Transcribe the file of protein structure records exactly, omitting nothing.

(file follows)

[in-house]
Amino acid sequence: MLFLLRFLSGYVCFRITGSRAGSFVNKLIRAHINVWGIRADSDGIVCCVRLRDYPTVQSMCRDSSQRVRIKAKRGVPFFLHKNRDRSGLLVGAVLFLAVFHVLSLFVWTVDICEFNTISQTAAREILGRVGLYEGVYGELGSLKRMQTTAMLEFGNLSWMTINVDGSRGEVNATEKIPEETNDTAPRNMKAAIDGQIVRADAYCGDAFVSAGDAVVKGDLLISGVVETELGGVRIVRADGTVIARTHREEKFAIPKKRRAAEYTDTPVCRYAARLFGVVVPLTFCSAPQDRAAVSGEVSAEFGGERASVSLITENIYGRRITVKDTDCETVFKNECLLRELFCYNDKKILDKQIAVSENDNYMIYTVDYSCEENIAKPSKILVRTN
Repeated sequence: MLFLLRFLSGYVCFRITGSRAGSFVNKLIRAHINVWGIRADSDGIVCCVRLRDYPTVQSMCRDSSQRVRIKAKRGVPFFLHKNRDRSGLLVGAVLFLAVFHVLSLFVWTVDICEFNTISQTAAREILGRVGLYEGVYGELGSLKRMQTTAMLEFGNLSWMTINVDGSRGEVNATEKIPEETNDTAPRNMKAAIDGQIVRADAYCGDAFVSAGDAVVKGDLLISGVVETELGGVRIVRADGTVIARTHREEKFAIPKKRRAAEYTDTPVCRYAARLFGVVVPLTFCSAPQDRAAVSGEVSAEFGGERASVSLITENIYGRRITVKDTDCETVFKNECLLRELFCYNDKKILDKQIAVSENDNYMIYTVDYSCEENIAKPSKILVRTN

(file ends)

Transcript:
[in-house]
Amino acid sequence: MLFLLRFLSGYVCFRITGSRAGSFVNKLIRAHINVWGIRADSDGIVCCVRLRDYPTVQSMCRDSSQRVRIKAKRGVPFFLHKNRDRSGLLVGAVLFLAVFHVLSLFVWTVDICEFNTISQTAAREILGRVGLYEGVYGELGSLKRMQTTAMLEFGNLSWMTINVDGSRGEVNATEKIPEETNDTAPRNMKAAIDGQIVRADAYCGDAFVSAGDAVVKGDLLISGVVETELGGVRIVRADGTVIARTHREEKFAIPKKRRAAEYTDTPVCRYAARLFGVVVPLTFCSAPQDRAAVSGEVSAEFGGERASVSLITENIYGRRITVKDTDCETVFKNECLLRELFCYNDKKILDKQIAVSENDNYMIYTVDYSCEENIAKPSKILVRTN
Repeated sequence: MLFLLRFLSGYVCFRITGSRAGSFVNKLIRAHINVWGIRADSDGIVCCVRLRDYPTVQSMCRDSSQRVRIKAKRGVPFFLHKNRDRSGLLVGAVLFLAVFHVLSLFVWTVDICEFNTISQTAAREILGRVGLYEGVYGELGSLKRMQTTAMLEFGNLSWMTINVDGSRGEVNATEKIPEETNDTAPRNMKAAIDGQIVRADAYCGDAFVSAGDAVVKGDLLISGVVETELGGVRIVRADGTVIARTHREEKFAIPKKRRAAEYTDTPVCRYAARLFGVVVPLTFCSAPQDRAAVSGEVSAEFGGERASVSLITENIYGRRITVKDTDCETVFKNECLLRELFCYNDKKILDKQIAVSENDNYMIYTVDYSCEENIAKPSKILVRTN